For the last 15 minutes, the United States had more in the tank than Portugal did.
Jürgen Klinsmann sent in 20-year-old DeAndre Yeldin, to provide fresh legs, just as the astute Taylor Twellman in the ESPN booth had suggested he should, and the youngster moved the ball to set up Clint Dempsey’s go-ahead goal.
In the closing seconds of stoppage time, the legs – and the minds – deserted them. The ball squirted loose from Michael Bradley and the defenders could not keep the ball away from Cristiano Ronaldo on the flank. But any one of three defenders – somebody, pick a number – could have shut down Varela, the only red jersey heading to the box. Three large defenders, three spectators, one header, and Portugal drew the USA, 2-2.
For the second straight game, Klinsmann made a great late substitution – John Brooks for the game-winning header against Ghana, Yeldin for the time-killing and aggressive move against Portugal.
But the USA did not win, and now the players will have to live with it on a brutal ride back to their base before Thursday’s match against a more rested Germany. Any talk of a potential waltz between Germany’s Joachim Löw and the USA’s Klinsmann, good friends and colleagues, will have to wait.
For now there is only the hangover feeling of a superb rally and a last-second giveaway. But before that, there was the superb dribble and hooking shot by Jermaine Jones that got inside the post. I love his swagger and his shoulders, and seeing him blast that goal was like watching Charles Oakley, the old New York Knicks enforcer, dunk from the foul line. Not supposed to happen, but it did.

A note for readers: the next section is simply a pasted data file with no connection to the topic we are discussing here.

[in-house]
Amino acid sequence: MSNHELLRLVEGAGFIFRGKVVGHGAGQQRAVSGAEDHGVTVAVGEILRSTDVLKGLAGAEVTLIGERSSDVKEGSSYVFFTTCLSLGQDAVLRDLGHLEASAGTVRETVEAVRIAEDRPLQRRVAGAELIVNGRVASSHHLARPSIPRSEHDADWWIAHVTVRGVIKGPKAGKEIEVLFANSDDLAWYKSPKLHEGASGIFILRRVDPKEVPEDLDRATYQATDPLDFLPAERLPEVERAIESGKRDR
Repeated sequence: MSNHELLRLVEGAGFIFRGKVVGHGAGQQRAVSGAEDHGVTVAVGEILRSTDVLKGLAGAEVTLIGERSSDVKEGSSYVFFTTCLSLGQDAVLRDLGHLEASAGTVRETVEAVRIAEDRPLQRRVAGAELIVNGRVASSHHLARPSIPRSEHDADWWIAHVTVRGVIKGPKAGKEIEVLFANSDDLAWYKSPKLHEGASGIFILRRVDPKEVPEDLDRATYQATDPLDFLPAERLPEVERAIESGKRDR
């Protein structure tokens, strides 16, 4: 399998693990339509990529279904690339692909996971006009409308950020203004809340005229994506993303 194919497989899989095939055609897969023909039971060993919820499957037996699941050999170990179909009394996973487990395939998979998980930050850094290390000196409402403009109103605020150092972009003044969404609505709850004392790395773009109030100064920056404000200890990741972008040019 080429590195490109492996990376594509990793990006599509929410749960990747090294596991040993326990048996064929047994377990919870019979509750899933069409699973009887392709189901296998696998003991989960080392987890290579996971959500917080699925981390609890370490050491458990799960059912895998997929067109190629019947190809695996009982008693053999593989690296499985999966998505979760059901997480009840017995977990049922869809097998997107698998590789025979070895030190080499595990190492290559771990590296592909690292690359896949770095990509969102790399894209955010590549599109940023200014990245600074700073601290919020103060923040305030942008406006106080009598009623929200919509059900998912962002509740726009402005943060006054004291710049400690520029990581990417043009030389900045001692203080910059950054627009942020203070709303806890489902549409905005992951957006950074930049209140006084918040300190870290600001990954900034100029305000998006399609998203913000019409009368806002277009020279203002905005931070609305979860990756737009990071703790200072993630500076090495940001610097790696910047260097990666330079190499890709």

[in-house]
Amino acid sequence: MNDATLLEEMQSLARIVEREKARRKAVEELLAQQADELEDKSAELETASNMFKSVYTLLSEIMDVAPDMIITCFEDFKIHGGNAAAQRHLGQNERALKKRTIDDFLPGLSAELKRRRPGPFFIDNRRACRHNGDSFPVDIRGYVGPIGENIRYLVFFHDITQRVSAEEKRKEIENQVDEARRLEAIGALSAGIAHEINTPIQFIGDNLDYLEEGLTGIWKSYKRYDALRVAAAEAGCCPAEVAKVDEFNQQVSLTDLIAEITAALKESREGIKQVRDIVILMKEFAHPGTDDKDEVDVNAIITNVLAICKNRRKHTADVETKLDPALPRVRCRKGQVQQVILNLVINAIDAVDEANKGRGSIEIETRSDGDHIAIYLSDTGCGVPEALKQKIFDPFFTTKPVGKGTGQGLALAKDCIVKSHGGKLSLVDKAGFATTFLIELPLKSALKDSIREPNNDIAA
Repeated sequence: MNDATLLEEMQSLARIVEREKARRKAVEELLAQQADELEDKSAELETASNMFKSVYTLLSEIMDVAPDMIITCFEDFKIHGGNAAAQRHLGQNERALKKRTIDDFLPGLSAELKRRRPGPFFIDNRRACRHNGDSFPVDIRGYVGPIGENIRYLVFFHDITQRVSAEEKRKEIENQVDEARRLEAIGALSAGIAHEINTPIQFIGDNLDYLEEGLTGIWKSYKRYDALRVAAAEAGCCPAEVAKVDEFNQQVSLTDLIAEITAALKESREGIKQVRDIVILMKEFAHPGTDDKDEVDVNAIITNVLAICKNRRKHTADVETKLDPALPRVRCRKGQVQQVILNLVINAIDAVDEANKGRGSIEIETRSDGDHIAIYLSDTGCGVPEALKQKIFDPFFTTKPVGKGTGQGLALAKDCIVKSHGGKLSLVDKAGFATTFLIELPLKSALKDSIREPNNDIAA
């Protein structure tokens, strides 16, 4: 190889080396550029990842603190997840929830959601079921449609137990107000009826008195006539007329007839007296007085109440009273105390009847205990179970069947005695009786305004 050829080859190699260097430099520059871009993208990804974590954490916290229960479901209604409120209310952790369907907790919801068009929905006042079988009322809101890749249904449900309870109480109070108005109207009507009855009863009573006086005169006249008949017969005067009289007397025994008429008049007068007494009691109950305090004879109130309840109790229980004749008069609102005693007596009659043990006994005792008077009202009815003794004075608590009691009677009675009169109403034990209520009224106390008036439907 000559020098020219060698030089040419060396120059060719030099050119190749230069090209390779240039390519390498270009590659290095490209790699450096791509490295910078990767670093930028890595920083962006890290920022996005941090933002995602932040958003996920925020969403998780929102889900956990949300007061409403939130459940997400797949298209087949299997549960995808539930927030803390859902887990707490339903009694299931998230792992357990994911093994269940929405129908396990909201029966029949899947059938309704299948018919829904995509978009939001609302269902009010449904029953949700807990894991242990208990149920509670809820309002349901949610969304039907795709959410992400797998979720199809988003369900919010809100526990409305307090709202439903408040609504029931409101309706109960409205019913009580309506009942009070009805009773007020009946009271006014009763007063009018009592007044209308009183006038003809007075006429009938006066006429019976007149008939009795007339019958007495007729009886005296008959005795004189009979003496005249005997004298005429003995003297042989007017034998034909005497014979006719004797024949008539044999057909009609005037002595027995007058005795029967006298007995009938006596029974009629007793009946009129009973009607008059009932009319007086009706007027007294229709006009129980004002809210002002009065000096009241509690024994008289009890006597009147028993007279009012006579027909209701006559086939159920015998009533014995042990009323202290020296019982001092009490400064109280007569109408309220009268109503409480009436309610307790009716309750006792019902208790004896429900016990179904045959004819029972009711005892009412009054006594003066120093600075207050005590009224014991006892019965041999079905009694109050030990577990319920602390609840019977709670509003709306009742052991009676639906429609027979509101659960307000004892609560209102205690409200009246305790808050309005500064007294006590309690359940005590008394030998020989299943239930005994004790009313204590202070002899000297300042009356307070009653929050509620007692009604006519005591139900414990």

One more thought: this is a great World Cup, isn’t it?
“They may hate the cultural context they now find themselves teaching in, but they love their work. The Achilles’ heel of schoolteachers, one all too easily exploited by politicians, is that they love their students.”
(One of the best reads in the NYT these days is Margaret Renkl, in Nashville. In her latest post, Renkl describes the dedicated core of “born teachers” – the majority, she submits.)
(From Madeleine Albright in one of her final interviews in February):
“Putin is small and pale,” I wrote, “so cold as to be almost reptilian.” He claimed to understand why the Berlin Wall had to fall but had not expected the whole Soviet Union to collapse. “Putin is embarrassed by what happened to his country and determined to restore its greatness.” – Former Secretary of State Madeleine Albright, recalling her first meeting with the relatively unknown Vladimir Putin in 2000. – The New York Times, Feb. 23, 2022.